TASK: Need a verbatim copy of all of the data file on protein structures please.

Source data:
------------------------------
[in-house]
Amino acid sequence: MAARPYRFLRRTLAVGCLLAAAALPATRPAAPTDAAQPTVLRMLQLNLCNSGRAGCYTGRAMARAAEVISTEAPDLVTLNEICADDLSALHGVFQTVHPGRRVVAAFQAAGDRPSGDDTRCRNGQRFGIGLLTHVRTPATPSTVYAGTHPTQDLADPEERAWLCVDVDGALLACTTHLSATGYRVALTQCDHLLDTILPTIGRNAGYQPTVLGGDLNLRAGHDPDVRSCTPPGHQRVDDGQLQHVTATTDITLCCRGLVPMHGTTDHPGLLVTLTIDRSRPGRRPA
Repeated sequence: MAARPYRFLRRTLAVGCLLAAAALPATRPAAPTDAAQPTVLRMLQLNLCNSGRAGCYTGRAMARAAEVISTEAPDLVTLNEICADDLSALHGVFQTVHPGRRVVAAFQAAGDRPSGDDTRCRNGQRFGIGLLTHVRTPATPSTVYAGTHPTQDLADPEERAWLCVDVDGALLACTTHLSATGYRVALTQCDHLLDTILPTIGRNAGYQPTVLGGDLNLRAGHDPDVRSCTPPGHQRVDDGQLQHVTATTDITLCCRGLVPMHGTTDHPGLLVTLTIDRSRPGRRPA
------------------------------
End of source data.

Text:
[in-house]
Amino acid sequence: MAARPYRFLRRTLAVGCLLAAAALPATRPAAPTDAAQPTVLRMLQLNLCNSGRAGCYTGRAMARAAEVISTEAPDLVTLNEICADDLSALHGVFQTVHPGRRVVAAFQAAGDRPSGDDTRCRNGQRFGIGLLTHVRTPATPSTVYAGTHPTQDLADPEERAWLCVDVDGALLACTTHLSATGYRVALTQCDHLLDTILPTIGRNAGYQPTVLGGDLNLRAGHDPDVRSCTPPGHQRVDDGQLQHVTATTDITLCCRGLVPMHGTTDHPGLLVTLTIDRSRPGRRPA
Repeated sequence: MAARPYRFLRRTLAVGCLLAAAALPATRPAAPTDAAQPTVLRMLQLNLCNSGRAGCYTGRAMARAAEVISTEAPDLVTLNEICADDLSALHGVFQTVHPGRRVVAAFQAAGDRPSGDDTRCRNGQRFGIGLLTHVRTPATPSTVYAGTHPTQDLADPEERAWLCVDVDGALLACTTHLSATGYRVALTQCDHLLDTILPTIGRNAGYQPTVLGGDLNLRAGHDPDVRSCTPPGHQRVDDGQLQHVTATTDITLCCRGLVPMHGTTDHPGLLVTLTIDRSRPGRRPA